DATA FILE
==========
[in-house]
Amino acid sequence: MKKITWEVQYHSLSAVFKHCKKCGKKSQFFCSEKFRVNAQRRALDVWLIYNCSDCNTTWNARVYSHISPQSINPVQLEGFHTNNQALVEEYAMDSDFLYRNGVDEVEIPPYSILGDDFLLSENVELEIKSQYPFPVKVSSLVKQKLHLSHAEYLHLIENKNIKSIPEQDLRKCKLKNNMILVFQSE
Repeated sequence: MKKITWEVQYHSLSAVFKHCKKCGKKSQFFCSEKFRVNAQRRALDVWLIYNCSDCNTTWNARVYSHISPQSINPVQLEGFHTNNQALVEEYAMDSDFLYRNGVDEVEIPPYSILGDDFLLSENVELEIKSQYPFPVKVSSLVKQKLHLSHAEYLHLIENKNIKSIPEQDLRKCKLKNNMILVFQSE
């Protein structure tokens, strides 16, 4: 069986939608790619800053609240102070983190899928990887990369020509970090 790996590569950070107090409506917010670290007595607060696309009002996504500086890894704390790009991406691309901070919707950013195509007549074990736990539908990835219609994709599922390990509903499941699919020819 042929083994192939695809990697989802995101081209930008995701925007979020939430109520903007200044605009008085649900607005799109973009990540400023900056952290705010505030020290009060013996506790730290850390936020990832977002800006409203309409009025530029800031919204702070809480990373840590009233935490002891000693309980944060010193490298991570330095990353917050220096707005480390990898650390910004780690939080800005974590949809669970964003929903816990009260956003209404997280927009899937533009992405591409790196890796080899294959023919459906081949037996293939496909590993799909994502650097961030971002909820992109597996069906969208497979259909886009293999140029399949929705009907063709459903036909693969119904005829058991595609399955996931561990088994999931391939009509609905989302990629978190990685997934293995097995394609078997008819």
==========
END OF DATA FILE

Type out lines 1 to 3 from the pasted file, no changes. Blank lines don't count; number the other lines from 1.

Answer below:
[in-house]
Amino acid sequence: MKKITWEVQYHSLSAVFKHCKKCGKKSQFFCSEKFRVNAQRRALDVWLIYNCSDCNTTWNARVYSHISPQSINPVQLEGFHTNNQALVEEYAMDSDFLYRNGVDEVEIPPYSILGDDFLLSENVELEIKSQYPFPVKVSSLVKQKLHLSHAEYLHLIENKNIKSIPEQDLRKCKLKNNMILVFQSE
Repeated sequence: MKKITWEVQYHSLSAVFKHCKKCGKKSQFFCSEKFRVNAQRRALDVWLIYNCSDCNTTWNARVYSHISPQSINPVQLEGFHTNNQALVEEYAMDSDFLYRNGVDEVEIPPYSILGDDFLLSENVELEIKSQYPFPVKVSSLVKQKLHLSHAEYLHLIENKNIKSIPEQDLRKCKLKNNMILVFQSE